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Second act: Following diverse paths, artists are returning to their creative roots

Second act: Following diverse paths, artists are returning to their creative roots


SIOUX CITY | Michael Frizzell is an artist with a passion for hip-hop.

That explains why the 43-year-old Sioux Cityan was putting the finishing touches on a portrait of iconic rapper Biggie Smalls (aka The Notorious B.I.G.).

"There's just something special about rappers and musicians in general," Frizzell said, inside an art studio on the third floor of the Benson Building. "They have a real presence about them."

In addition to Biggie, Frizzell has immortalized such musicians as Alice in Chains' Layne Staley and a "Ziggy Stardust"-era David Bowie in a series of evocative pieces.

"I may have missed my opportunity to see Biggie, Bowie and Layne perform in person," he said of artwork dedicated to the late entertainers. "Hopefully, my paintings will capture the energy of their music."  

Talking about the ways in which the art and music scene intermingle, Frizzell comes alive. It's hard to imagine he's only been painting for the past three years.

"I drew when I was a kid but I gave it up for decades," the 2017 Briar Cliff University graduate explained. "It wasn't until I returned to college to get an art degree that I actually picked up a paint brush."

Art as a second career is becoming increasingly prevalent. Many are going back to school as a way to pursue their creative aspirations.

Indeed, the two artists sharing studio space with Frizzell are recent Briar Cliff graduates who left other occupations.

"I'd love to paint full-time but my days are spent as a trainer for a call center," Frizzell noted. "I still need a steady paycheck."

That's not the case with his studio partners.

Brian Joel Damon is a 2015 Briar Cliff art graduate who went back to school after retiring from a 40-year career as a psychotherapist. Debra Knealing, a 2014 Briar Cliff art graduate, has a work history that included stints as a mechanical engineer for the U.S. Department of Defense (DOD) and Walt Disney Imagineering, where she assisted in the engineering of exhibits at Disney theme parks.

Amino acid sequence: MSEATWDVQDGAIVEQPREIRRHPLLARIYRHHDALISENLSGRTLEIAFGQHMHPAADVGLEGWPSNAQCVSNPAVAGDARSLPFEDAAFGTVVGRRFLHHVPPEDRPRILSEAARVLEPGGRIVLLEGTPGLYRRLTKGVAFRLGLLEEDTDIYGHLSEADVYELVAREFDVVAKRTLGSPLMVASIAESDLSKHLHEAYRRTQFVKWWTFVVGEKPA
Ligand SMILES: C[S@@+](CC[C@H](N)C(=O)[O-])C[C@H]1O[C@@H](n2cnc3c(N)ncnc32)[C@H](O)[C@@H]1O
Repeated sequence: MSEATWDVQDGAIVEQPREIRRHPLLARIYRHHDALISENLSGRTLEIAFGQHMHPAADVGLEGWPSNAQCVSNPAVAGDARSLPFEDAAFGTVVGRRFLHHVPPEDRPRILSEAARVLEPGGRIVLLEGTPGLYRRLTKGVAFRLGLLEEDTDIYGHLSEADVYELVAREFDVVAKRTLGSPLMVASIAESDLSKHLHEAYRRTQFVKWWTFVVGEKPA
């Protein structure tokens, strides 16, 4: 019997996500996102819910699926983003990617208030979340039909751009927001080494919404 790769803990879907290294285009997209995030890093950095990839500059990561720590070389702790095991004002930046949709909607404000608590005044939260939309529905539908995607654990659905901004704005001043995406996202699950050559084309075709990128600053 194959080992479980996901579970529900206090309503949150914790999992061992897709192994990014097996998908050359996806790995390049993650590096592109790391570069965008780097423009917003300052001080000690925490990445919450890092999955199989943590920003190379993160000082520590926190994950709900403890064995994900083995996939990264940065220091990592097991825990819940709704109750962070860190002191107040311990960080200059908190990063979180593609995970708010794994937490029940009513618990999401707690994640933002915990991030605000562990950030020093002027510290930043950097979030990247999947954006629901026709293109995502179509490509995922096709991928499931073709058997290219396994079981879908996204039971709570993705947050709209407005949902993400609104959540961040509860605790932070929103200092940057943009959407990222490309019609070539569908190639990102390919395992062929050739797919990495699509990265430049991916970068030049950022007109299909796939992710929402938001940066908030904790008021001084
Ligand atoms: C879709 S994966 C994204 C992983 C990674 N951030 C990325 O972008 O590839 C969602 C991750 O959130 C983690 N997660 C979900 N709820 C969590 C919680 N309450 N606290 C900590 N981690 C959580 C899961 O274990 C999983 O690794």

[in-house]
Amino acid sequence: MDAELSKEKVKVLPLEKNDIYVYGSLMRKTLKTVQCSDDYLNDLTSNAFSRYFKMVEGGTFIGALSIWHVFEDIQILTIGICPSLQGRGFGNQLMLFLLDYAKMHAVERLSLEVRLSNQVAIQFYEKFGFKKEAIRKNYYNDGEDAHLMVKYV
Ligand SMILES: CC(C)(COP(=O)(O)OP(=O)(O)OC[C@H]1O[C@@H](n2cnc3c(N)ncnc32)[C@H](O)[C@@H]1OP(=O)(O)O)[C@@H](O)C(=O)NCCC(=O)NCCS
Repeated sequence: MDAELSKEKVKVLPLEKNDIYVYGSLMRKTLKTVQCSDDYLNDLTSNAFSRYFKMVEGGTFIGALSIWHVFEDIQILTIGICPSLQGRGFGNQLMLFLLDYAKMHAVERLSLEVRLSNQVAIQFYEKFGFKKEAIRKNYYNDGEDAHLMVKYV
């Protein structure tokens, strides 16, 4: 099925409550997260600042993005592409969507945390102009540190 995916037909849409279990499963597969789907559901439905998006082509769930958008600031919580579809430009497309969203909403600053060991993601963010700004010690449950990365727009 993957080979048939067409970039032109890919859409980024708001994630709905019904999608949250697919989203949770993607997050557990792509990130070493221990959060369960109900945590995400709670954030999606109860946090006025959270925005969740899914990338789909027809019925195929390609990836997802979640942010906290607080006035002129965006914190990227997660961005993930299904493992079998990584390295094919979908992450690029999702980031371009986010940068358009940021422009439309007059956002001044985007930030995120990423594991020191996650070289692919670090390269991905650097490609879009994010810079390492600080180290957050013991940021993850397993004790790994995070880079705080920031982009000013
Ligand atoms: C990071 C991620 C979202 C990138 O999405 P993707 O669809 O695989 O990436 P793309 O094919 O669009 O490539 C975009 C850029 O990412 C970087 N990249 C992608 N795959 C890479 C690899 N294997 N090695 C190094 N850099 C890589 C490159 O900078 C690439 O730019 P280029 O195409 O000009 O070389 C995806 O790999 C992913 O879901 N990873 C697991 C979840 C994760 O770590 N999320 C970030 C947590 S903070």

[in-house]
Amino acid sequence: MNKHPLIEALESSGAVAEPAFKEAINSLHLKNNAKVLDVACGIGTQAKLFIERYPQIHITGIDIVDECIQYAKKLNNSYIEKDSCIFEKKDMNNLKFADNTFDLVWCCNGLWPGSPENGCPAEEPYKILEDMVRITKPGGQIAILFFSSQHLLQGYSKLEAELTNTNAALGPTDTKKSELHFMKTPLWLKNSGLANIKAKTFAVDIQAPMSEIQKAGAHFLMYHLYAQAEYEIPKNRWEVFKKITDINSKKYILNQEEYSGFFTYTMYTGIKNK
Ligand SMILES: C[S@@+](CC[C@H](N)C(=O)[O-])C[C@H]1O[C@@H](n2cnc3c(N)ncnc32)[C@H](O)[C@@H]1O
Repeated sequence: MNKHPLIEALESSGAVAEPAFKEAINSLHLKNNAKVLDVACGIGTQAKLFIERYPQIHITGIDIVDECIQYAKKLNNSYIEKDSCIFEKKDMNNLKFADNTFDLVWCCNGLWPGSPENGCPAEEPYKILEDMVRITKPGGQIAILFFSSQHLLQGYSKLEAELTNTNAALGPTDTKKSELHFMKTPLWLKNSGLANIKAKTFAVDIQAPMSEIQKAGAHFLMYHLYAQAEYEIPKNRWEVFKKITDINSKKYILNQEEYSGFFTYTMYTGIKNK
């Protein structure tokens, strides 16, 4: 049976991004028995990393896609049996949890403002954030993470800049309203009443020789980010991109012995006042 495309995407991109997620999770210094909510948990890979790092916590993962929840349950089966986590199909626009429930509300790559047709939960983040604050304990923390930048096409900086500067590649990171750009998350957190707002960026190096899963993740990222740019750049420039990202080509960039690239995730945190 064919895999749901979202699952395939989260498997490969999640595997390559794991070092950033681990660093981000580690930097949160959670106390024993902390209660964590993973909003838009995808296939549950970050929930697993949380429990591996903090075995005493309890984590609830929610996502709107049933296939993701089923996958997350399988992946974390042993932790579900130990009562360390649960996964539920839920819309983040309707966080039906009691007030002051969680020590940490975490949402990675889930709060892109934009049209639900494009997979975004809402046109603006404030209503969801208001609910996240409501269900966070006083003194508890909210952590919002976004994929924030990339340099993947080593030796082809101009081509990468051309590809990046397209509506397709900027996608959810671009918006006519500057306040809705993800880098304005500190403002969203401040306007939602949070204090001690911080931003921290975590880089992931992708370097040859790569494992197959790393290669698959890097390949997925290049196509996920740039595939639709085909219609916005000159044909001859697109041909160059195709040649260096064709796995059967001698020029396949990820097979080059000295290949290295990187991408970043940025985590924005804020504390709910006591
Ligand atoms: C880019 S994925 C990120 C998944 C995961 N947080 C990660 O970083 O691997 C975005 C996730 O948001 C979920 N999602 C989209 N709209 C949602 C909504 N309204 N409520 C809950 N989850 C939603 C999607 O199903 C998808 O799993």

All three will be present when their shared space, Studio 355, has its grand opening from 10 a.m. to noon Saturday at Suite 355 inside the Benson Building, 705 Douglas St.

"In the 1980s, I worked on the Indiana Jones exhibit, the Tower of Terror and Toon Town," Knealing, 53, said with a smile. "If you were a draftsman in Southern California back then, you more than likely worked for the DOD or Disney. I just happened to work for both."

Despite having a proficiency with mechanics, Knealing was always drawn to the world of fine art.

"When I was young, I painted typical girl things likes horses and angels and fairies," the Idaho native remembered. "But I also loved fashion design and music, which seemed to be better career paths.

"Well, that turned out not to be the case since fashion design was a hard industry to break into and so was music," Knealing said. 

Instead, she concentrated on drafting before moving to Sioux City 10 years ago, when her husband, Todd Knealing, accepted a teaching position at Briar Cliff. Todd Knealing is now the vice president for academic affairs for the school.

"Time and circumstances allowed me to pursue fine arts," she said. "I knew I would always return to it and this was the moment."

Since then, Knealing has been creating fantasy paintings influenced by such artists as Jeffrey Jones and Frank Frazetta.

In addition, she finds inspiration in literature, as well as, believe it or not, from vintage record covers.

You see, Knealing is as big of a music fan as Frizzell. 

"I was totally into heavy metal back in the day," the grandmother of one offered with a laugh. "Guess I still am."

Moving from a home art room to an actual studio was a natural progression for Knealing.

"I wanted to take my art to the next level," she said. "Having a studio to come to allows an artist to become a part of the community. Otherwise, producing art on your own becomes a lonely profession."

Frizzell needed the studio simply because he didn't have enough space at the two-room apartment she shared with his 13-year-old daughter.

"My daughter likes art but she's more of a writer than a painter," he said.

Thumbing through his completed work, Frizzell said he didn't have much direction when he was younger.

"I knew I had a knack for art but I didn't take it seriously," he said. "I went to the University of South Dakota for a while and, then, dropped out. I worked at Gateway for years. Becoming an artist never crossed my mind."

That is, until Frizzell went back to school.

"Initially, I was going to become an art teacher," he explained. "But I found out I liked art better than teaching."

Frizzell returned to his easel, adding some shadowing to Biggie Smalls' face. 

"Art is something that brings color to life," he said. "It's something that I want to share with others."


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